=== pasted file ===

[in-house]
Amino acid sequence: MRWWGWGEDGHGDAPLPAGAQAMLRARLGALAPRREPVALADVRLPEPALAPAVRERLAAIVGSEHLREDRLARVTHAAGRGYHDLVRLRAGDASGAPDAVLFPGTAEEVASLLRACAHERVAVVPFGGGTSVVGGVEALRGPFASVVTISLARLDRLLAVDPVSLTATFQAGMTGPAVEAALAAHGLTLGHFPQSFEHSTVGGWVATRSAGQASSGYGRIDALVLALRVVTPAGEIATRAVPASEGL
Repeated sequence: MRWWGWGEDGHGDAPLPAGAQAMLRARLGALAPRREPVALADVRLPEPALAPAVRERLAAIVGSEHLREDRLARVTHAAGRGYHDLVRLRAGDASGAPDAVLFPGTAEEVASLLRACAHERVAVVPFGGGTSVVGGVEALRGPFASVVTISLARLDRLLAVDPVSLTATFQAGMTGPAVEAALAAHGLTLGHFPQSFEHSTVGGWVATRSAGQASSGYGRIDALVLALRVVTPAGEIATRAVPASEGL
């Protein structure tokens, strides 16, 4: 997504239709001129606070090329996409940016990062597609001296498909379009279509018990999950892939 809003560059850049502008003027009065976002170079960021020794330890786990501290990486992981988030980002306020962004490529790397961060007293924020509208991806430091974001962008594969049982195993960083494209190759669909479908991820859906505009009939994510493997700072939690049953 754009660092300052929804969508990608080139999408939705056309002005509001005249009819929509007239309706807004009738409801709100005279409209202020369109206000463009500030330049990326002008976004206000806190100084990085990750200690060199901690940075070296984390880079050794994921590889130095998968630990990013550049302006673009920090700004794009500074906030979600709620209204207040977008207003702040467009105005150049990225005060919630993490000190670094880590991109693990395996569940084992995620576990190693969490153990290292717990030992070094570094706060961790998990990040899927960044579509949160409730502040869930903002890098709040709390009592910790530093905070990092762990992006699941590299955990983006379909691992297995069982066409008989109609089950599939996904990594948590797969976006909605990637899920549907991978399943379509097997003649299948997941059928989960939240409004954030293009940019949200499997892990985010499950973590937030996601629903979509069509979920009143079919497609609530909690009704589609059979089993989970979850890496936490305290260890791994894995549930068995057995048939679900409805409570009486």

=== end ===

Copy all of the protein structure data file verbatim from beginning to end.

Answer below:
[in-house]
Amino acid sequence: MRWWGWGEDGHGDAPLPAGAQAMLRARLGALAPRREPVALADVRLPEPALAPAVRERLAAIVGSEHLREDRLARVTHAAGRGYHDLVRLRAGDASGAPDAVLFPGTAEEVASLLRACAHERVAVVPFGGGTSVVGGVEALRGPFASVVTISLARLDRLLAVDPVSLTATFQAGMTGPAVEAALAAHGLTLGHFPQSFEHSTVGGWVATRSAGQASSGYGRIDALVLALRVVTPAGEIATRAVPASEGL
Repeated sequence: MRWWGWGEDGHGDAPLPAGAQAMLRARLGALAPRREPVALADVRLPEPALAPAVRERLAAIVGSEHLREDRLARVTHAAGRGYHDLVRLRAGDASGAPDAVLFPGTAEEVASLLRACAHERVAVVPFGGGTSVVGGVEALRGPFASVVTISLARLDRLLAVDPVSLTATFQAGMTGPAVEAALAAHGLTLGHFPQSFEHSTVGGWVATRSAGQASSGYGRIDALVLALRVVTPAGEIATRAVPASEGL
């Protein structure tokens, strides 16, 4: 997504239709001129606070090329996409940016990062597609001296498909379009279509018990999950892939 809003560059850049502008003027009065976002170079960021020794330890786990501290990486992981988030980002306020962004490529790397961060007293924020509208991806430091974001962008594969049982195993960083494209190759669909479908991820859906505009009939994510493997700072939690049953 754009660092300052929804969508990608080139999408939705056309002005509001005249009819929509007239309706807004009738409801709100005279409209202020369109206000463009500030330049990326002008976004206000806190100084990085990750200690060199901690940075070296984390880079050794994921590889130095998968630990990013550049302006673009920090700004794009500074906030979600709620209204207040977008207003702040467009105005150049990225005060919630993490000190670094880590991109693990395996569940084992995620576990190693969490153990290292717990030992070094570094706060961790998990990040899927960044579509949160409730502040869930903002890098709040709390009592910790530093905070990092762990992006699941590299955990983006379909691992297995069982066409008989109609089950599939996904990594948590797969976006909605990637899920549907991978399943379509097997003649299948997941059928989960939240409004954030293009940019949200499997892990985010499950973590937030996601629903979509069509979920009143079919497609609530909690009704589609059979089993989970979850890496936490305290260890791994894995549930068995057995048939679900409805409570009486």